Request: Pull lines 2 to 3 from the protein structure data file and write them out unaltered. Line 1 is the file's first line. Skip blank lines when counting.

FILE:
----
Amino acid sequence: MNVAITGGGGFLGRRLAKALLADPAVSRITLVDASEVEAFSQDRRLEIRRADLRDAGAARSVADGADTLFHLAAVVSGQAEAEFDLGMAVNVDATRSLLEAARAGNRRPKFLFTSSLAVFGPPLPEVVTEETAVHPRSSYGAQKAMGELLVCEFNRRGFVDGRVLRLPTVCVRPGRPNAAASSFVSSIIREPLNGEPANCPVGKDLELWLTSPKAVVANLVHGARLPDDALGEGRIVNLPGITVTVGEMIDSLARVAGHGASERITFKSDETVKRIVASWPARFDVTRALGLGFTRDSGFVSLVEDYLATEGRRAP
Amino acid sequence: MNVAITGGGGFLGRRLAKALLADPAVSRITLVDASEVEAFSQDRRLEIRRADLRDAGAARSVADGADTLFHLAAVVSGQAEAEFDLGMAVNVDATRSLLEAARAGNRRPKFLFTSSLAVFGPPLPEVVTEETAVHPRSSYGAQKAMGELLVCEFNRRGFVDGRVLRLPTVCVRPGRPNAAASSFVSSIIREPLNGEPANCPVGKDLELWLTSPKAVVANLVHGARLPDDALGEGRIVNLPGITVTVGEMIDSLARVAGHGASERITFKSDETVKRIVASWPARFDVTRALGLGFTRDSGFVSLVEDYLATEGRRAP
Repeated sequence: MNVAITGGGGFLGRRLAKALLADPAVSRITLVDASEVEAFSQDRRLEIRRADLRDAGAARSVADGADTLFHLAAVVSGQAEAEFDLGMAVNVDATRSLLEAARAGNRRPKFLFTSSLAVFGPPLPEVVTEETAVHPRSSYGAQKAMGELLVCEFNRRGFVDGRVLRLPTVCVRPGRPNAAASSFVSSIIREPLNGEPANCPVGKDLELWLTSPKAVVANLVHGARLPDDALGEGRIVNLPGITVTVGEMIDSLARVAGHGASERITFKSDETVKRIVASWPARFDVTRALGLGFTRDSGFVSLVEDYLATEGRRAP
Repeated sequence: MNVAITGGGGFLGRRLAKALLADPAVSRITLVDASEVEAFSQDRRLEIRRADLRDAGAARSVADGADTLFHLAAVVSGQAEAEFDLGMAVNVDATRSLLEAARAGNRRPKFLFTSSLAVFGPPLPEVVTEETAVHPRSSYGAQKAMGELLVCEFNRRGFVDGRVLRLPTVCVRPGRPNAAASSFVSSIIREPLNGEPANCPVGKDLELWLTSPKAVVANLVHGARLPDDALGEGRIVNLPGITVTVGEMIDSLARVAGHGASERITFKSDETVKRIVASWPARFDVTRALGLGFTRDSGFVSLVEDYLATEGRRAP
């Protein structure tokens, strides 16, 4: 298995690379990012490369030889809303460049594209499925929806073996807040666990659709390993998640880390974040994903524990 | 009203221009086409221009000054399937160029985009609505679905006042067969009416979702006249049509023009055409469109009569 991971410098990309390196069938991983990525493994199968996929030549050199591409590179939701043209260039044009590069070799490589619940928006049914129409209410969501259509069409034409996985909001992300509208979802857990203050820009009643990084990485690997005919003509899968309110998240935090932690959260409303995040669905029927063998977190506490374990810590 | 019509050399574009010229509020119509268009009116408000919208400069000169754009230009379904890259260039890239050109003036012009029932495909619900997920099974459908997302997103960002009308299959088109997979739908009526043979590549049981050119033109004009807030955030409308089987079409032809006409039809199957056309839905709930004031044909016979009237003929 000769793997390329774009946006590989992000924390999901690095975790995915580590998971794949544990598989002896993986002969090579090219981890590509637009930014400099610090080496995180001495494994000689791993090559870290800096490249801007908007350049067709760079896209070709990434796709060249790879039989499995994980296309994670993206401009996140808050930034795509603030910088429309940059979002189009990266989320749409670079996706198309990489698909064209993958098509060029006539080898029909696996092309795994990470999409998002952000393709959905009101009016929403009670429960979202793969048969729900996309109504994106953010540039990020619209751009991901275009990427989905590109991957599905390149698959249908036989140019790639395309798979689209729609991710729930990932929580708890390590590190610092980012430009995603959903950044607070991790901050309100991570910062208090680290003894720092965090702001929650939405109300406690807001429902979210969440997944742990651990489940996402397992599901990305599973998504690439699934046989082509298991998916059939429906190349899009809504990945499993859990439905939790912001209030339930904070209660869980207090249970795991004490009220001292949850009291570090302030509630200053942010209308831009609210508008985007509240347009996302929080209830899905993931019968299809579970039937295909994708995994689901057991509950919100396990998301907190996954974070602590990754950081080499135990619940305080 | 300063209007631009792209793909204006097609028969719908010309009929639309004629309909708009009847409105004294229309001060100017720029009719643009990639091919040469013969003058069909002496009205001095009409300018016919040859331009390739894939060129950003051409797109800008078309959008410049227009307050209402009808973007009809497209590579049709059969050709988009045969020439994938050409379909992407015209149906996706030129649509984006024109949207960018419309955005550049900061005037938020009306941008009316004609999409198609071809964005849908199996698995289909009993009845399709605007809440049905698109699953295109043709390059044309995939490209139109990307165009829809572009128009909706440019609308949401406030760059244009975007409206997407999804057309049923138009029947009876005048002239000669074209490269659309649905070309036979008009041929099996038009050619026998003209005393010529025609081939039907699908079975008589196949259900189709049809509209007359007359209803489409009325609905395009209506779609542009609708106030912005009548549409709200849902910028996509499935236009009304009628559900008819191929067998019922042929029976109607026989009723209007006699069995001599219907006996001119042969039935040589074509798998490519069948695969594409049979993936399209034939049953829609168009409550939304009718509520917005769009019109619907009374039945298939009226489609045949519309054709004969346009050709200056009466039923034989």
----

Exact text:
Amino acid sequence: MNVAITGGGGFLGRRLAKALLADPAVSRITLVDASEVEAFSQDRRLEIRRADLRDAGAARSVADGADTLFHLAAVVSGQAEAEFDLGMAVNVDATRSLLEAARAGNRRPKFLFTSSLAVFGPPLPEVVTEETAVHPRSSYGAQKAMGELLVCEFNRRGFVDGRVLRLPTVCVRPGRPNAAASSFVSSIIREPLNGEPANCPVGKDLELWLTSPKAVVANLVHGARLPDDALGEGRIVNLPGITVTVGEMIDSLARVAGHGASERITFKSDETVKRIVASWPARFDVTRALGLGFTRDSGFVSLVEDYLATEGRRAP
Repeated sequence: MNVAITGGGGFLGRRLAKALLADPAVSRITLVDASEVEAFSQDRRLEIRRADLRDAGAARSVADGADTLFHLAAVVSGQAEAEFDLGMAVNVDATRSLLEAARAGNRRPKFLFTSSLAVFGPPLPEVVTEETAVHPRSSYGAQKAMGELLVCEFNRRGFVDGRVLRLPTVCVRPGRPNAAASSFVSSIIREPLNGEPANCPVGKDLELWLTSPKAVVANLVHGARLPDDALGEGRIVNLPGITVTVGEMIDSLARVAGHGASERITFKSDETVKRIVASWPARFDVTRALGLGFTRDSGFVSLVEDYLATEGRRAP